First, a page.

serves as senior pastor of the Grace Place Congregation in
Berthoud, Colorado. In the "Introduction" to his book Peck
acknowledges his indebtedness to Ratzlaff saying: "While I have
read and researched widely for this study, I have been most
challenged and instructed by a book entitled 'Sabbath in Crisis,'
by Dale Ratzlaff. I have leaned heavily on his research,
borrowing a number of concepts and diagrams." 3
     The far reaching influence of the "New Covenant" theology,
championed among Sabbatarians by people like Dale Ratzlaff, is
hard to estimate. The WCG has experienced a massive exodus of
over 70,000 members who have refused to accept the changes
demanded by the "New Covenant" theology. In the Adventist church,
the "New Covenant" teaching has influenced several former pastors
to establish independent "graceoriented" congregations.
     This study on the relationship between the Sabbath and the
New Covenant extends beyond the sabbatarian communities. Most
Sundaykeeping Christians think of Sabbathkeeping as a relic of
the Old Covenant and of Sabbatarians as "Judaizers" still living
under the Old Covenant. It is urgent, then, for us to examine
this popular perception which, as our study will show, is based
on a one-sided, misleading interpretation of the biblical
teaching on the relationship between the Old and New Covenants.

Objectives of This Chapter. 

     In Chapter 2 I briefly traced the origin and development of
the anti-Sabbath theology. This chapter continues the study of
the anti-Sabbath theology by focusing on the major arguments
adduced by the "New Covenant" theology to negate the continuity,
validity, and value of the Sabbath for today.

     This chapter is divided into two parts. The first deals with
the alleged distinction between the Old Covenant based on Law and
the New Covenant based on faith and love. The fundamental
question addressed in the first part is: Do the Old and New
Covenants contain a different set of laws, or are they based on
the same set of moral principles? The second part examines the
continuity and discontinuity between the Old and New Covenants as
taught in the book of Hebrews. The fundamental question to be
considered here is: Does the book of Hebrews support the popular
contention that the coming of Christ brought an end to the Law,
in general, and to the Sabbath, in particular?



     A major characteristic of the "New Covenant" theology
recently adopted by a significant number of former Sabbatarians
is the Dispensational emphasis on the radical distinction between
the Old and New Covenants. To illustrate this point, we briefly
examine two representative studies: (1) The Pastor General
Report, entitled "The New Covenant and the Sabbath," prepared by
Pastor Joseph Tkach, Jr., Pastor General of the WCG; and (2)
Chapters 5,12, and 15 of the book "Sabbath in Crisis," where
Ratzlaff articulates his understanding of the distinction between
the Old and the New Covenants.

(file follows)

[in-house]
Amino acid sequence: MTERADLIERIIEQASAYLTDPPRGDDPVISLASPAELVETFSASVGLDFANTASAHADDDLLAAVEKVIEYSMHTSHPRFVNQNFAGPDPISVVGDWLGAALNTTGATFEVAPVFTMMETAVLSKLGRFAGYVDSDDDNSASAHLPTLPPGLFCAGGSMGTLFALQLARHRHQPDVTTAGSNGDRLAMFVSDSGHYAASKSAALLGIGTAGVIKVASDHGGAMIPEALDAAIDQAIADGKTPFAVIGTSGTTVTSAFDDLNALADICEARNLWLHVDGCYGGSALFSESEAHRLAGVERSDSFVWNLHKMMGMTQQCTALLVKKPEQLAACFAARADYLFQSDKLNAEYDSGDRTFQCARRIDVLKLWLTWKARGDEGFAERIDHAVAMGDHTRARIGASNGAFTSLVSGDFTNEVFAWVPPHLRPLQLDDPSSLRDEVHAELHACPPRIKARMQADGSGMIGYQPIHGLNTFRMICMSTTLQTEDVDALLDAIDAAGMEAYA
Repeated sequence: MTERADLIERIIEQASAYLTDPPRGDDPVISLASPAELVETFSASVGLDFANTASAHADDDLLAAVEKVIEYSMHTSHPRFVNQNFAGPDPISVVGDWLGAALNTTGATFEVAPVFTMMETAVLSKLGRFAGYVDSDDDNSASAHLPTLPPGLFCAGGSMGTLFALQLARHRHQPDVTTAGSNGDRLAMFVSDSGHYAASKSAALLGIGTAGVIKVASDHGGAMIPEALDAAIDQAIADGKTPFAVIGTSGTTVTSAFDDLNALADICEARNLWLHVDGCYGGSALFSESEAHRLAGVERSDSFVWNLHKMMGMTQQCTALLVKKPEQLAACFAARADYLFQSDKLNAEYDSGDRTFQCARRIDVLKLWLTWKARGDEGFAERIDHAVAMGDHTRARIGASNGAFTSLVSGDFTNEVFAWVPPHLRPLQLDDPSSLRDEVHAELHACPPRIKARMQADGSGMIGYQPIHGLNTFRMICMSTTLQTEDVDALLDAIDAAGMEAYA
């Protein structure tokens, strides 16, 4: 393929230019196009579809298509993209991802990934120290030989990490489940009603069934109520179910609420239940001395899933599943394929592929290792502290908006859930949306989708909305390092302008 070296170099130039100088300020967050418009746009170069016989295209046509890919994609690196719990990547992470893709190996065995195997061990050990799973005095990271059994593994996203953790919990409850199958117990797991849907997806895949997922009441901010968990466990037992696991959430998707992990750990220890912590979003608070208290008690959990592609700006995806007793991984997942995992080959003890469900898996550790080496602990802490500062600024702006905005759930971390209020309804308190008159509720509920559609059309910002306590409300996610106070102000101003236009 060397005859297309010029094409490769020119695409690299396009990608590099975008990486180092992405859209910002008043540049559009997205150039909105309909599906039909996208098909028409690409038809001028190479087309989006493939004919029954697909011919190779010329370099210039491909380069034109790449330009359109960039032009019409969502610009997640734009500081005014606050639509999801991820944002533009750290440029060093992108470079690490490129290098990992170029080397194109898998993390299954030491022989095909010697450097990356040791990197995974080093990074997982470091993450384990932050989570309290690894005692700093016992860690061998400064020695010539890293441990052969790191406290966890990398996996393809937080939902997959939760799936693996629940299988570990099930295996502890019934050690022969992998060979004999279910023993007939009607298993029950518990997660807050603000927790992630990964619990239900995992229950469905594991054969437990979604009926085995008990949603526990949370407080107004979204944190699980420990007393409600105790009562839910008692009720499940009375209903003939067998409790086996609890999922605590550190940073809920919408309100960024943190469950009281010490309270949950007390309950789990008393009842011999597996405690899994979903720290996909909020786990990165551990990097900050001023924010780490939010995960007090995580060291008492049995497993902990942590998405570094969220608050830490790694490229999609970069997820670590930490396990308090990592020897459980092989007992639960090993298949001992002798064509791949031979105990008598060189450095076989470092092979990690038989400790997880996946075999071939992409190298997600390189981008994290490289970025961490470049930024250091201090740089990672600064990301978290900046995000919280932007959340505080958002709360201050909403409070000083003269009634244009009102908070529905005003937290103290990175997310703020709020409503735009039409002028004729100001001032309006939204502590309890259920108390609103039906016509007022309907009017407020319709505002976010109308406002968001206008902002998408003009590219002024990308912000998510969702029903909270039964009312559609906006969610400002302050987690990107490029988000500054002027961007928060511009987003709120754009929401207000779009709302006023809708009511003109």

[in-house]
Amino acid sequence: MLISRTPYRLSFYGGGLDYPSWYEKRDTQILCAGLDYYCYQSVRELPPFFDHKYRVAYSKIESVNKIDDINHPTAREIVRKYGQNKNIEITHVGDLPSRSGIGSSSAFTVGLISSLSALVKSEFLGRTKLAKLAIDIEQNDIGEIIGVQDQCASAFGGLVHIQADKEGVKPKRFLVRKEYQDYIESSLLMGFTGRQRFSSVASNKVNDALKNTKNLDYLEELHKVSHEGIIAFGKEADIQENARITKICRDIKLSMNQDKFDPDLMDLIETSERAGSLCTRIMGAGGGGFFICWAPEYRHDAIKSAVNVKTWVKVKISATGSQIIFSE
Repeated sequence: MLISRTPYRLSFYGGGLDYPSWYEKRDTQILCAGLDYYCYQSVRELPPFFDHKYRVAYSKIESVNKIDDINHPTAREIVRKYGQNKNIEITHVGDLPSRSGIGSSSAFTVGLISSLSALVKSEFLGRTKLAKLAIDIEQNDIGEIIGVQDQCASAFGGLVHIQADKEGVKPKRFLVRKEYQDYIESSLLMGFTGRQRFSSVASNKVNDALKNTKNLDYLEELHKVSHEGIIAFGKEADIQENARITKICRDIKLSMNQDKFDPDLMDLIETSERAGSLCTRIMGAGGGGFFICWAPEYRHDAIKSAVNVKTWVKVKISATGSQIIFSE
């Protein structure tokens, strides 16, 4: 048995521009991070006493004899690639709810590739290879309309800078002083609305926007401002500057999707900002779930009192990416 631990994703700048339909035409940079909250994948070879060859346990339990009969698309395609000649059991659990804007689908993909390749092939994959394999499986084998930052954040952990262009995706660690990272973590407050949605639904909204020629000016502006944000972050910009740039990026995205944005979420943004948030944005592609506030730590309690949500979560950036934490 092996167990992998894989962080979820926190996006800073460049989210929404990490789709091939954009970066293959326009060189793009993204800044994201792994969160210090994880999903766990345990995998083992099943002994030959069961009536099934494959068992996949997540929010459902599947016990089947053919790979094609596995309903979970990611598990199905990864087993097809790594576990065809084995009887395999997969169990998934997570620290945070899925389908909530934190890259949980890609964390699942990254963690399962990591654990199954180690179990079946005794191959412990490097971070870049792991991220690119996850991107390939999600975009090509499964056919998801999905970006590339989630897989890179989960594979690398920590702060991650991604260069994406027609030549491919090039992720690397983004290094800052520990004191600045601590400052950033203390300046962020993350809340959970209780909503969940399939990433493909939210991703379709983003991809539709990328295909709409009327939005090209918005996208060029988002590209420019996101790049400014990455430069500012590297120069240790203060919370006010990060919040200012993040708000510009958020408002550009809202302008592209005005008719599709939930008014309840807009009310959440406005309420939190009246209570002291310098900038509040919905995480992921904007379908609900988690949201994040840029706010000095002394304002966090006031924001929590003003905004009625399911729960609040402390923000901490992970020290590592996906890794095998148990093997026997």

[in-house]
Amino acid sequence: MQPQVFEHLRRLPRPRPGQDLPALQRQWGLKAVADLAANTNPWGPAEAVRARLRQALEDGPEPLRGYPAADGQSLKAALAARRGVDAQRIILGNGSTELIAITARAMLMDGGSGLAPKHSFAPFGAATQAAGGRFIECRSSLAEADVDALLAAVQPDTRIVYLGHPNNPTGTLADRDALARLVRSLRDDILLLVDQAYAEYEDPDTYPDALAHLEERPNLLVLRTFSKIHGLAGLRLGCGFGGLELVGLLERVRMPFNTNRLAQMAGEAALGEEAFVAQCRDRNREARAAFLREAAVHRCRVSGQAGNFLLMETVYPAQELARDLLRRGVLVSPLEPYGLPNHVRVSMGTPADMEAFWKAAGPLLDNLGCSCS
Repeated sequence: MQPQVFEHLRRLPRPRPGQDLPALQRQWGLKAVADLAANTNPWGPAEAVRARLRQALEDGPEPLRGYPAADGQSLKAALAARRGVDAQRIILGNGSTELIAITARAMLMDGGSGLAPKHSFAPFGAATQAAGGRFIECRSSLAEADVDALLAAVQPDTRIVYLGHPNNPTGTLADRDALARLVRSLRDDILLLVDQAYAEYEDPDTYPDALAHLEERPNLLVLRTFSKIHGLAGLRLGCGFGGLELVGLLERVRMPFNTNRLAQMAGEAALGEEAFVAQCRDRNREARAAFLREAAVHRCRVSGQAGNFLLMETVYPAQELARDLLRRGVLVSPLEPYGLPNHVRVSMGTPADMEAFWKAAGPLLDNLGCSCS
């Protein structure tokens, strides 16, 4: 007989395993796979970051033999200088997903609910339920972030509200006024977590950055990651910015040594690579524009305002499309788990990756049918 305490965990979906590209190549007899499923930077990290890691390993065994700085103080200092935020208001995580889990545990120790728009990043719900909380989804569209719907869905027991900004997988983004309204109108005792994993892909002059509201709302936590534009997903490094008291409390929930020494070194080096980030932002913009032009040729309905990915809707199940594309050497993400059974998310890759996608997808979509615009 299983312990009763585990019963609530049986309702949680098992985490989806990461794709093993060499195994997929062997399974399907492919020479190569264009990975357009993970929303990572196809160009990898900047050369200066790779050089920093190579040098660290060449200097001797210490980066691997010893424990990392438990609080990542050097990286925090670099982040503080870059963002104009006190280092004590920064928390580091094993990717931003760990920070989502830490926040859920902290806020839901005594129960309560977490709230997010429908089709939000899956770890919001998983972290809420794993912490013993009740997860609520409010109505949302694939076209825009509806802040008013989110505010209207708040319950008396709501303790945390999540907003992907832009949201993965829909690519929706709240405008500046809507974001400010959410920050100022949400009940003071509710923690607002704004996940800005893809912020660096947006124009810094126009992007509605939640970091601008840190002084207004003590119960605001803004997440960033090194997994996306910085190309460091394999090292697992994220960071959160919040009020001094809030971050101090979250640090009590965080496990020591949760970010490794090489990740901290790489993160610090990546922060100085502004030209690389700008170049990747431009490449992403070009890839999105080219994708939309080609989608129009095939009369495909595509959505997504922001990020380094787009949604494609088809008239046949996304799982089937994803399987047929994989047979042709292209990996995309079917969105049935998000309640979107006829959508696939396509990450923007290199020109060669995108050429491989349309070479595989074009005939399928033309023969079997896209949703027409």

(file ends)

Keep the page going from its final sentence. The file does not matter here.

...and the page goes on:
(1) Joseph Tkach's View of the Distinction Between the Two

     In his Pastor General Report of December 21, 1994, Pastor
Joseph Tkach, Jr., devotes 20 pages to explain to his ministers
the fundamental difference between the Old and New Covenants. He
argues that the difference lies in the fact that the Old Covenant
was conditional upon obedience to a "package of Laws," while the
New Covenant is unconditional, that is, without obedience as a
requirement 4
     For Tkach, the Sabbath is part of the Old Covenant "package
of Laws" and this is why "we don't find the Sabbath commanded in
the New Covenant." 5  "Something was seriously wrong with the
Israelite covenant. The people did not have the heart to obey,
and God knew it (Deut 31:1621, 27-29). Unlike Abraham, they did
not believe and were not faithful (Heb 3:19).... Therefore, God
predicted a New Covenant. He hinted at it even in the old ....
There would be no need for a New Covenant, of course, unless the
Old was deficient." 6  

     If it were true that "something was seriously wrong" with
the Old Covenant, then why did God in the first place give a
faulty covenant that could not change the hearts of the people?
Was something "seriously wrong" with the covenant itself? Or was
it with the way the people related to the covenant? If the human
response was a factor with the Old Covenant, could it also be a
factor with the New Covenant?

Superiority of the New Covenant. 

"The New Covenant is superior to the Old, because it is founded
on better promises (Heb 8:6)." 7  Tkach argues that the New
Covenant is the renewal of the Abrahamic covenant which was based
on God's unconditional promises. "God didn't say, I'll do this if
you do that. Abraham had already done enough. He had accepted
God's call, went to the land as God had commanded, and he
believed God and was therefore counted as righteous." 8  Like
Abraham, "New Covenant" Christians accept salvation by faith and
not by works of obedience.
     Tkach writes: "In the New Covenant, faith is required ...
Christians have a relationship with God based on faith, not on
Law ... We are saved on the basis of faith, not on Law-keeping
... In other words, our relationship with God is based on faith